Sooner rather than later, Scott Morrison is going to hit a brick wall. His no-show-and-tell is already beginning to unravel; as a tool of asylum seeker policy it is unsustainable. His claims to have slowed the boats are untrue, if Indonesian media reports are correct. Because of Morrison's media blackout they are the only source of information for the Australian and international media, other concerned agencies and church organisations and NGOs.
Morrison claims the media blackout is necessary in order not to provide people smugglers with information, but people smugglers have their own sources of information, some of which may well be within Australian agencies and organisations. Morrison has implied that the Indonesian government has lied over the number of boats it has refused to accept asylum seekers from since September. He says two, they say three. In any event his statements at his weekly press conference are discounted or given little weight. His credibility, if he had any, has been further undermined by his strange and thuggish approach to management of the immigration portfolio.
State-imposed secrecy, with respect to managing minorities, dissidents or groups judged to be antithetical to the interests of the ruling elite, leads to oppression through lack of accountability. Morrison does not want to be accountable for deaths in detention or drowning at sea. Lack of transparency is a threat to human rights and democracy, but Morrison is no democrat; he is the Reichsfuhrer of asylum seekers. He decides who goes where, and when. He sends back to Sri Lanka, Tamils who are given no opportunity to express their claims for asylum in Australia and who are detained on return by the Rajapaksa regime, many to be tortured, some held indefinitely.
Sending back people without a hearing, who on the face of it, may have a legitimate refugee claim, is illegal under Australian and international law. Morrison plans to send minority oppressed Hazaras back to Afghanistan. That would also be illegal.
Implementing policy secretly carries with it risks, big risks if there is a significant stuff-up. In a situation of seriously flawed governance with which I was familiar, the white South African government, in its implementation and administration of apartheid, threw a veil of secrecy over political prisoners. When they died in detention, as their treatment was wont to cause, there was a significant domestic and international outcry. Just as there will be when asylum seekers are found to have died in Australian detention camps.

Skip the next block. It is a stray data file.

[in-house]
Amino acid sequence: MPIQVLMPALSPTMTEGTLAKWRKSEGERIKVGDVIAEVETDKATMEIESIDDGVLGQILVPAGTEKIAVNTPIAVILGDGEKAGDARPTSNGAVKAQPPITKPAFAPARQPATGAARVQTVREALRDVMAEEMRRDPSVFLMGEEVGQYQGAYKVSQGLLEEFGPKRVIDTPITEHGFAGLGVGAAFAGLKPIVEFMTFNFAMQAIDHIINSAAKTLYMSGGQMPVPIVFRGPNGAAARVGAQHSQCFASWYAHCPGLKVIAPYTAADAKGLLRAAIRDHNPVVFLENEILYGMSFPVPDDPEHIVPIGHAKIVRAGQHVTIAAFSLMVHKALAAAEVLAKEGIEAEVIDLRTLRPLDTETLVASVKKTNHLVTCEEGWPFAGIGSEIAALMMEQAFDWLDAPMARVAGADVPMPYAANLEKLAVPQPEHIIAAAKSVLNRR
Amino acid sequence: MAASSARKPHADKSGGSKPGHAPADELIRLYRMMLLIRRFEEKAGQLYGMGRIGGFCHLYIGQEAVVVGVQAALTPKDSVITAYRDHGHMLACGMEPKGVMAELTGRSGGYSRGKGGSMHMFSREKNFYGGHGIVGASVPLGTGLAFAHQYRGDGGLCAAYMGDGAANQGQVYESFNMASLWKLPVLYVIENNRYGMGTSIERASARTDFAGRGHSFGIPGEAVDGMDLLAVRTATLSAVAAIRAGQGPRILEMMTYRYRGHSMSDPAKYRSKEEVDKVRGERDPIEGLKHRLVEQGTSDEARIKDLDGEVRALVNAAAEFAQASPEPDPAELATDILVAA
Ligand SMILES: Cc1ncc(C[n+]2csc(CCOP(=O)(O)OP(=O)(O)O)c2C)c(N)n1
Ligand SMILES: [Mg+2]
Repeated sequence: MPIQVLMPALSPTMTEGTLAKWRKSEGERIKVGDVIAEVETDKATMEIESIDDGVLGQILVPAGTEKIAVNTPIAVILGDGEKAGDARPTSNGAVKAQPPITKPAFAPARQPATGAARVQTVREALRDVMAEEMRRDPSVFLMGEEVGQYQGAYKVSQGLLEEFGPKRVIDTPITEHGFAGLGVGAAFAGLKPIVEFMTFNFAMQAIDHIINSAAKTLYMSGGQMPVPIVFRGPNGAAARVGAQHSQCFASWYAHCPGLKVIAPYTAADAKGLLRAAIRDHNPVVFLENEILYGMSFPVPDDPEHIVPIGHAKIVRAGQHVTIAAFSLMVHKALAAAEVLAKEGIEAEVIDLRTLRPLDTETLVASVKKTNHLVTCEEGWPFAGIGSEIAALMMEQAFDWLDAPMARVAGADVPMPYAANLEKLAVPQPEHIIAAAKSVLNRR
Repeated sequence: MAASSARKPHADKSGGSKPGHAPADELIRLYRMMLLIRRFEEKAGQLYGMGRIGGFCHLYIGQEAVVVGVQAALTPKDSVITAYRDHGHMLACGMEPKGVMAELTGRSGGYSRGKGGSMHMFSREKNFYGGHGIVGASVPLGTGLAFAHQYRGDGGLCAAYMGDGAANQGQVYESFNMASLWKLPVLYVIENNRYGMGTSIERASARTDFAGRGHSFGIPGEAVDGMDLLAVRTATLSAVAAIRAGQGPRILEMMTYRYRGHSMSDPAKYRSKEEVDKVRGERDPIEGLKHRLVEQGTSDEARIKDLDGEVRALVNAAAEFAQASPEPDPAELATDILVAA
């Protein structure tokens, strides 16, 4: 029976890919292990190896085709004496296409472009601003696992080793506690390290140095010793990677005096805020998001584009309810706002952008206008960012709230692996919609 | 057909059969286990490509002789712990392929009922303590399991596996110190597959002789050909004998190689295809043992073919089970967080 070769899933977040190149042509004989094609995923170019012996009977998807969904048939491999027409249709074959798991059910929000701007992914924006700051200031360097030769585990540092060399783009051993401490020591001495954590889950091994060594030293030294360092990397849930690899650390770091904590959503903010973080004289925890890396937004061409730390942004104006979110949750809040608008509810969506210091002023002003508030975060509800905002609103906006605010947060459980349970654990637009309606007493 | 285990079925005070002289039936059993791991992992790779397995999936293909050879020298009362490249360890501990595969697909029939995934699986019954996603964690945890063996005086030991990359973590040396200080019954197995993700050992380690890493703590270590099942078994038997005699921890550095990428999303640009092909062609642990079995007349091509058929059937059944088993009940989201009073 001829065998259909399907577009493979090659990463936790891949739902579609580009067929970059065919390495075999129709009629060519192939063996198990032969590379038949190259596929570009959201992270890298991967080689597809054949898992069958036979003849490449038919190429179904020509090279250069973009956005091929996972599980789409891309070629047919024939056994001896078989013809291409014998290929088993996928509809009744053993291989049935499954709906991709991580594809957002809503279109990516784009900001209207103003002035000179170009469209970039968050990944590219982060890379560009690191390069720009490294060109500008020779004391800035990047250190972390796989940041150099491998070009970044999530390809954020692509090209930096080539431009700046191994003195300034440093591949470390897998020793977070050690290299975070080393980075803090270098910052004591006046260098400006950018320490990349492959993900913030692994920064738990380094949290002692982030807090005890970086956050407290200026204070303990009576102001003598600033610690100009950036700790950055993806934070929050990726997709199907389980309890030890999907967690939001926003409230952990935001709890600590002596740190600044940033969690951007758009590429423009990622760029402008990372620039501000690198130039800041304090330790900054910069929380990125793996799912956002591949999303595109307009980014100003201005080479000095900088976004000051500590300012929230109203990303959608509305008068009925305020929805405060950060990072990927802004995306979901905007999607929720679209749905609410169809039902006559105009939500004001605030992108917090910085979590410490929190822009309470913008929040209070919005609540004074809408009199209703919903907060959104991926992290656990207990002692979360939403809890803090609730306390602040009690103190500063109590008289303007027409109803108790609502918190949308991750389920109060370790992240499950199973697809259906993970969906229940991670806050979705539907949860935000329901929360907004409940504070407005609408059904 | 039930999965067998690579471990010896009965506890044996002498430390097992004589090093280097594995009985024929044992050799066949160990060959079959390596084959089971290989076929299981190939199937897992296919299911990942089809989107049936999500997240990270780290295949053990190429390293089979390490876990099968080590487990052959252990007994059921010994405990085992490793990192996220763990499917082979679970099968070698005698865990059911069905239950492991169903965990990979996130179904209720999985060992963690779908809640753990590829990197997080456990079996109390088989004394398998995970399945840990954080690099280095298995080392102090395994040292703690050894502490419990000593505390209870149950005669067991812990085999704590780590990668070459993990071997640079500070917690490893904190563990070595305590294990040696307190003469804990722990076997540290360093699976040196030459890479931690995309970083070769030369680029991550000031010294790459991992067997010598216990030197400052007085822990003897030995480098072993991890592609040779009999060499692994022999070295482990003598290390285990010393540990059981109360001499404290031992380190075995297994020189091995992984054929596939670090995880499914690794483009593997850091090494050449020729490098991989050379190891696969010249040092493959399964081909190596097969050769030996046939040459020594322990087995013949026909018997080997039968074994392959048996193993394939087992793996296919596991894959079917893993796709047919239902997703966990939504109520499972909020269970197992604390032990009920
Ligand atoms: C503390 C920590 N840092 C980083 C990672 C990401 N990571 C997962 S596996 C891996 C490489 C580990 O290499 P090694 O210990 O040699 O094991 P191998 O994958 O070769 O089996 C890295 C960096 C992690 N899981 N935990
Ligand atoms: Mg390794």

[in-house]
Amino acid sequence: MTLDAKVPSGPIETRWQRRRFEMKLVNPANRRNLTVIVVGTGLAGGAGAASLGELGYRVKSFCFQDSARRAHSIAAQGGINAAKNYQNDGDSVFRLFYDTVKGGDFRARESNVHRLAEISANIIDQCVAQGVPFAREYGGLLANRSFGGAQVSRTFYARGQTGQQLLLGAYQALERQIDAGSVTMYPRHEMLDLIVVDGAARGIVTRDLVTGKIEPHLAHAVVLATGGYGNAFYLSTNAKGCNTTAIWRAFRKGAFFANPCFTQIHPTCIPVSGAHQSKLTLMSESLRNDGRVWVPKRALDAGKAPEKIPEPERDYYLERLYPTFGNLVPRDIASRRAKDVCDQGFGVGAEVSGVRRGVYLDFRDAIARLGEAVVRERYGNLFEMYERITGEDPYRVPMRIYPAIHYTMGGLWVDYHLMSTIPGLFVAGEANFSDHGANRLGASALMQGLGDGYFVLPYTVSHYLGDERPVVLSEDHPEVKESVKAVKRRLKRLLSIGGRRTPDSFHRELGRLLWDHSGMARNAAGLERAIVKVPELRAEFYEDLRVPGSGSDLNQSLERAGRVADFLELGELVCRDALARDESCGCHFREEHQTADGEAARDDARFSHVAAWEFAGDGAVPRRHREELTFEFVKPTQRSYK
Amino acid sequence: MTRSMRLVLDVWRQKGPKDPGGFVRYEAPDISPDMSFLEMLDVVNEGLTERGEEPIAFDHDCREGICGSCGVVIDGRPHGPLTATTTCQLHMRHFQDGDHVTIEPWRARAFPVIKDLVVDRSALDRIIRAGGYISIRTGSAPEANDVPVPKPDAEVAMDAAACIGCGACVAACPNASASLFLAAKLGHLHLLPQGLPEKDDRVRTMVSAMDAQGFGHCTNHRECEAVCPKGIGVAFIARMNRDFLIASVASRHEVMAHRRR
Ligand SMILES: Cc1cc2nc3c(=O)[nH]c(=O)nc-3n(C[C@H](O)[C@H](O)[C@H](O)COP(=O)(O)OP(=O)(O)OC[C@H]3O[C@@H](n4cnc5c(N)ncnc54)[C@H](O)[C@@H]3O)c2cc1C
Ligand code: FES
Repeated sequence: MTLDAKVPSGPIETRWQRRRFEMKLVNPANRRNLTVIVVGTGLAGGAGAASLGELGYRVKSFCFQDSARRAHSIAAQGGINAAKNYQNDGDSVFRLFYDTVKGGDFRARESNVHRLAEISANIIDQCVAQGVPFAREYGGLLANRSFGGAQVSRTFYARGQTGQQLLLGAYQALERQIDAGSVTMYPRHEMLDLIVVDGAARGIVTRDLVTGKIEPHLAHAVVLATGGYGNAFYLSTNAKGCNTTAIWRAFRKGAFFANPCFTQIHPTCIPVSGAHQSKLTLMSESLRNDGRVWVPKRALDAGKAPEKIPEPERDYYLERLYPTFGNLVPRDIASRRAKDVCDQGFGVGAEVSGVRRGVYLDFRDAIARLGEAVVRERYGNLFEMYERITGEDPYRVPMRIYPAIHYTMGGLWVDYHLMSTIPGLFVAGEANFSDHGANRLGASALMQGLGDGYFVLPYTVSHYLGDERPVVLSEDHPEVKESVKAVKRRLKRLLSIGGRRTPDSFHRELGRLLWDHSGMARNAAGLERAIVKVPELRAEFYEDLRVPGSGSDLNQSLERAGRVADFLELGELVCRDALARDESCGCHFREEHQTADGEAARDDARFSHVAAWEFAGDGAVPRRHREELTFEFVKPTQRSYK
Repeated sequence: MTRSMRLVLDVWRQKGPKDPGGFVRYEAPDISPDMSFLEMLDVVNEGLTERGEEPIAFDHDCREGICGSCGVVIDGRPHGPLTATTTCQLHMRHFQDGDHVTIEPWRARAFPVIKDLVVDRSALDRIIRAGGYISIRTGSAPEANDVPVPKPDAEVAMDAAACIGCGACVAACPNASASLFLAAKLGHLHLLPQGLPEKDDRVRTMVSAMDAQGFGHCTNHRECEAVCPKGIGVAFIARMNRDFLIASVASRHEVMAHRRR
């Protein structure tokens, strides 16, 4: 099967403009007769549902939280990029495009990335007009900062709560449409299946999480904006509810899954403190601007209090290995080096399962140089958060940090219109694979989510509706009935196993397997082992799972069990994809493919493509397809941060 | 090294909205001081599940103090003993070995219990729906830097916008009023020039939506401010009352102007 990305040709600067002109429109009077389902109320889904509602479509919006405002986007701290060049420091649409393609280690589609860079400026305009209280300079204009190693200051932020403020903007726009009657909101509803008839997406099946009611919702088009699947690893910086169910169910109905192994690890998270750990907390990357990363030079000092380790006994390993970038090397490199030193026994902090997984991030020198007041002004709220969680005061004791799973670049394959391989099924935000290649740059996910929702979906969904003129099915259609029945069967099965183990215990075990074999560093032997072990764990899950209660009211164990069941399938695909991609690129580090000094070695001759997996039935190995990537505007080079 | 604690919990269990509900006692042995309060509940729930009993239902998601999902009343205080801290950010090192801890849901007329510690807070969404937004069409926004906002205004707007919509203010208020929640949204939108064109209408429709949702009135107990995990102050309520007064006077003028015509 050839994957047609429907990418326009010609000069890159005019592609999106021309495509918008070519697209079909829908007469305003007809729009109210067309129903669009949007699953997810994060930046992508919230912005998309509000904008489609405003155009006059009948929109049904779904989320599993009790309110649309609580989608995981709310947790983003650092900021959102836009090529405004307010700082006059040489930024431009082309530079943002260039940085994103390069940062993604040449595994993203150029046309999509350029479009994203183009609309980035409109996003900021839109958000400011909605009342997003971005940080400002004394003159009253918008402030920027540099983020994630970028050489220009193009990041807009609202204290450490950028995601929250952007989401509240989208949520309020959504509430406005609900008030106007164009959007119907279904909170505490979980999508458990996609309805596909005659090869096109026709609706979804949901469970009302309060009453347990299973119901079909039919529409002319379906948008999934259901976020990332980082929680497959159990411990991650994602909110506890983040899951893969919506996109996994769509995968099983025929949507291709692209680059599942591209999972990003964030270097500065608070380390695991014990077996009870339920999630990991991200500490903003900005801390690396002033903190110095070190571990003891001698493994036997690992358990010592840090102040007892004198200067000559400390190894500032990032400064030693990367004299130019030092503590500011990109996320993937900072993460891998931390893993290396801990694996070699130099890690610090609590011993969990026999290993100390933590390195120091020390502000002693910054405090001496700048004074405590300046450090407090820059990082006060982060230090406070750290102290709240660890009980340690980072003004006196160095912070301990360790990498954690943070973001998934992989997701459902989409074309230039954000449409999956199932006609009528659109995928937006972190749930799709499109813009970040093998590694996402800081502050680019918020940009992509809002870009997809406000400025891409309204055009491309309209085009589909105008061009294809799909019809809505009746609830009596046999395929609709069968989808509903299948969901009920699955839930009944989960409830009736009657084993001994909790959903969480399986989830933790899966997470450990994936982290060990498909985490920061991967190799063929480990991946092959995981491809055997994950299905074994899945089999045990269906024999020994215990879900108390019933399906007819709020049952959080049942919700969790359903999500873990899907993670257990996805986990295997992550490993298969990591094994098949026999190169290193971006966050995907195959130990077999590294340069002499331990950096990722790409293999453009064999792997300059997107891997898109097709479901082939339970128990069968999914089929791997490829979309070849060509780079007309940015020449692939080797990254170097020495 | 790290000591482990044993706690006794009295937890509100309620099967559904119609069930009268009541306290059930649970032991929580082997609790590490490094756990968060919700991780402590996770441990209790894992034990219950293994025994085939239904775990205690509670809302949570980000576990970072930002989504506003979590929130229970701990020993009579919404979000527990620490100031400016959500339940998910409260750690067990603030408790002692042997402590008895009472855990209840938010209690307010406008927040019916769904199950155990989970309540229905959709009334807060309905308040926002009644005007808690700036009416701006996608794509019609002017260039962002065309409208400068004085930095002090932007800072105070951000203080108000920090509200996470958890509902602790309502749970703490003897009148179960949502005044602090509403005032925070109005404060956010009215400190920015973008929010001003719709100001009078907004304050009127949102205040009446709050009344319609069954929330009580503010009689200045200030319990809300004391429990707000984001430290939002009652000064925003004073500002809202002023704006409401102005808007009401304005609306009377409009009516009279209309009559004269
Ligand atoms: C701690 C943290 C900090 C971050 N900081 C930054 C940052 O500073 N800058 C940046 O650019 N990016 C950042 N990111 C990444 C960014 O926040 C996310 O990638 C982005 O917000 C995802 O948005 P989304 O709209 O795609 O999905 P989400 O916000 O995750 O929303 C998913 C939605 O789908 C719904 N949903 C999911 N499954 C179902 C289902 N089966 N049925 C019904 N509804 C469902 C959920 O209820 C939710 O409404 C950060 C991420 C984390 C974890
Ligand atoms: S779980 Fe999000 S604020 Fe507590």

Politically, Morrison and Abbott will not be able to wear such an eventuality. Their asylum-seeker policy is high risk. Already it has badly damaged our relationship with Indonesia with little prospect for improvement. Both seem blinded by the lights; along with Bishop they appear to be unable to turn around a relationship moving out of their control and all because they took the Indonesians for suckers in demanding they take our turned-around boats.
Some members of the Coalition argue that the dispute with Indonesia is a storm in a tea cup which will soon blow over.
Julia Gillard talked of the difficulties of finding a solution to the problem of refugees arriving by boat. Thinking in those terms is part of the problem. There can be no solution to the international movement of distressed people until internal unrest and fighting ceases in all states and war between states ends for good. The solution, the only solution, is to manage the movement and resettlement of displaced and distressed men, women and children.
Morrison claims to be a Christian; he should try to use the framework of that belief to put himself in the position of the people he is treating so badly.
Even as the relationship with Indonesia deteriorates, Australia has not sought talks on the issue that might reverse the slide. Indonesia does not want to deal with the selfishness and stupidity of Australia's major parties; it does not want to bear the burden of Australian domestic politics. It wants mutual co-operation such as the joint processing of asylum seekers.
It, together with the rest of the region, looks askance at the dumping of already distressed individuals on the hell holes of Manus and Nauru. No amount of gold medals will sweep away those negative perceptions of Australia and nor should they.
The defence department on legal advice should withdraw from operation sovereign borders. Not from their sea rescue and patrolling activities but from refoulement of asylum seekers to Sri Lanka and Afghanistan. Morrison's actions are illegal and defence should not be associated with them.
Defence should withdraw before it is completely sucked into the Morrison vortex. It is supremely disheartening to watch a senior army general helping to trash Australian democracy by going along with the charade of not informing the Australian people, through the media, of what is being done with respect to vulnerable asylum seekers in their name.
Defence should also be wary of being forced into a position of having to defend deaths in detention, particularly of children. Officials in Immigration should be now giving frank and fearless advice because when the fan clogs up it will be them that Morrison seeks to blame for his transgressions.
Bruce Haigh is a political commentator and retired diplomat.
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